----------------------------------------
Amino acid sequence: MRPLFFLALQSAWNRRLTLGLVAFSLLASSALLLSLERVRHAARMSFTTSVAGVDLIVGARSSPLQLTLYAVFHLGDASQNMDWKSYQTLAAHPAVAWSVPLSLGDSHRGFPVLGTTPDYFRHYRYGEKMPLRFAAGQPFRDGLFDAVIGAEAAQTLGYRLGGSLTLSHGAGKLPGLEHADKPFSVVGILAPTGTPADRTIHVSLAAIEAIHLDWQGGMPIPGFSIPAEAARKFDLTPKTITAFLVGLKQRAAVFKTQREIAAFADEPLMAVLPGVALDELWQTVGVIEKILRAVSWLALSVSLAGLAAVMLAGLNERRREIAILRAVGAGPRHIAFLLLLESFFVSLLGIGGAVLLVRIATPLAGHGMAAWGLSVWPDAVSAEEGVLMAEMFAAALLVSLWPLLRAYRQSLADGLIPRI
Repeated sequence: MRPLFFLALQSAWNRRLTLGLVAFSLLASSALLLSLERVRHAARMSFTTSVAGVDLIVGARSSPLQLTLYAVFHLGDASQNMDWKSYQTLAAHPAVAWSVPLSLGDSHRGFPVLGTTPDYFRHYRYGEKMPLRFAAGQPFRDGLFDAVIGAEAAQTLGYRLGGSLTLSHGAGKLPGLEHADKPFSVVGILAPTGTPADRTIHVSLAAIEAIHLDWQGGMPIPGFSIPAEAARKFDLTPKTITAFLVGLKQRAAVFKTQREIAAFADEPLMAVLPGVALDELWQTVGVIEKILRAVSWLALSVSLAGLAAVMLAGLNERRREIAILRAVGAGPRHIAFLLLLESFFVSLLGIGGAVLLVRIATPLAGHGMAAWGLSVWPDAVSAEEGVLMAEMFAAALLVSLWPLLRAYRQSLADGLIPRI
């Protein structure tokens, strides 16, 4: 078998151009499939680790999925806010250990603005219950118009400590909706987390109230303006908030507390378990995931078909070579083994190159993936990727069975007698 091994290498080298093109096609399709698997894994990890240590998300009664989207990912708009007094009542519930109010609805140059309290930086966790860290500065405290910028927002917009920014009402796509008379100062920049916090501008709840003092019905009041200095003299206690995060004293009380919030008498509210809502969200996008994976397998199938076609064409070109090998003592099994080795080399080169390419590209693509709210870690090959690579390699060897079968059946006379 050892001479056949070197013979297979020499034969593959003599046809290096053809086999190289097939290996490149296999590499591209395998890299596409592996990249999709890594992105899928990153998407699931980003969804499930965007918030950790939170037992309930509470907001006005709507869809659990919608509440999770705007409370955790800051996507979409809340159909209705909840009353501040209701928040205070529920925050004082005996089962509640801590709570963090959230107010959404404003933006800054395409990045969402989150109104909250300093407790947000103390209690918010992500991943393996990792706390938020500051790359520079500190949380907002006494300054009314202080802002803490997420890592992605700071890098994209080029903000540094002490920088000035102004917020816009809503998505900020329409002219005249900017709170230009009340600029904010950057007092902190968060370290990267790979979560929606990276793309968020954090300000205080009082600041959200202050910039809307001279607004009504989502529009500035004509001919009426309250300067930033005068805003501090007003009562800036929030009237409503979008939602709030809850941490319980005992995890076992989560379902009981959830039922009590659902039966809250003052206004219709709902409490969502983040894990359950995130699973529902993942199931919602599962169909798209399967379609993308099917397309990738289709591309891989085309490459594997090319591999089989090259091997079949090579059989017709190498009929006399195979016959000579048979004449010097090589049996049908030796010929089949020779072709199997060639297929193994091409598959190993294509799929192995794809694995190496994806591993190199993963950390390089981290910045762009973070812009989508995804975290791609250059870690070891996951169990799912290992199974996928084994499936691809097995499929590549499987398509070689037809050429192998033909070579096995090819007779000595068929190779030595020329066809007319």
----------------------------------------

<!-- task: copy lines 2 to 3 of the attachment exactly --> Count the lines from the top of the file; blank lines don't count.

Repeated sequence: MRPLFFLALQSAWNRRLTLGLVAFSLLASSALLLSLERVRHAARMSFTTSVAGVDLIVGARSSPLQLTLYAVFHLGDASQNMDWKSYQTLAAHPAVAWSVPLSLGDSHRGFPVLGTTPDYFRHYRYGEKMPLRFAAGQPFRDGLFDAVIGAEAAQTLGYRLGGSLTLSHGAGKLPGLEHADKPFSVVGILAPTGTPADRTIHVSLAAIEAIHLDWQGGMPIPGFSIPAEAARKFDLTPKTITAFLVGLKQRAAVFKTQREIAAFADEPLMAVLPGVALDELWQTVGVIEKILRAVSWLALSVSLAGLAAVMLAGLNERRREIAILRAVGAGPRHIAFLLLLESFFVSLLGIGGAVLLVRIATPLAGHGMAAWGLSVWPDAVSAEEGVLMAEMFAAALLVSLWPLLRAYRQSLADGLIPRI
């Protein structure tokens, strides 16, 4: 078998151009499939680790999925806010250990603005219950118009400590909706987390109230303006908030507390378990995931078909070579083994190159993936990727069975007698 091994290498080298093109096609399709698997894994990890240590998300009664989207990912708009007094009542519930109010609805140059309290930086966790860290500065405290910028927002917009920014009402796509008379100062920049916090501008709840003092019905009041200095003299206690995060004293009380919030008498509210809502969200996008994976397998199938076609064409070109090998003592099994080795080399080169390419590209693509709210870690090959690579390699060897079968059946006379 050892001479056949070197013979297979020499034969593959003599046809290096053809086999190289097939290996490149296999590499591209395998890299596409592996990249999709890594992105899928990153998407699931980003969804499930965007918030950790939170037992309930509470907001006005709507869809659990919608509440999770705007409370955790800051996507979409809340159909209705909840009353501040209701928040205070529920925050004082005996089962509640801590709570963090959230107010959404404003933006800054395409990045969402989150109104909250300093407790947000103390209690918010992500991943393996990792706390938020500051790359520079500190949380907002006494300054009314202080802002803490997420890592992605700071890098994209080029903000540094002490920088000035102004917020816009809503998505900020329409002219005249900017709170230009009340600029904010950057007092902190968060370290990267790979979560929606990276793309968020954090300000205080009082600041959200202050910039809307001279607004009504989502529009500035004509001919009426309250300067930033005068805003501090007003009562800036929030009237409503979008939602709030809850941490319980005992995890076992989560379902009981959830039922009590659902039966809250003052206004219709709902409490969502983040894990359950995130699973529902993942199931919602599962169909798209399967379609993308099917397309990738289709591309891989085309490459594997090319591999089989090259091997079949090579059989017709190498009929006399195979016959000579048979004449010097090589049996049908030796010929089949020779072709199997060639297929193994091409598959190993294509799929192995794809694995190496994806591993190199993963950390390089981290910045762009973070812009989508995804975290791609250059870690070891996951169990799912290992199974996928084994499936691809097995499929590549499987398509070689037809050429192998033909070579096995090819007779000595068929190779030595020329066809007319």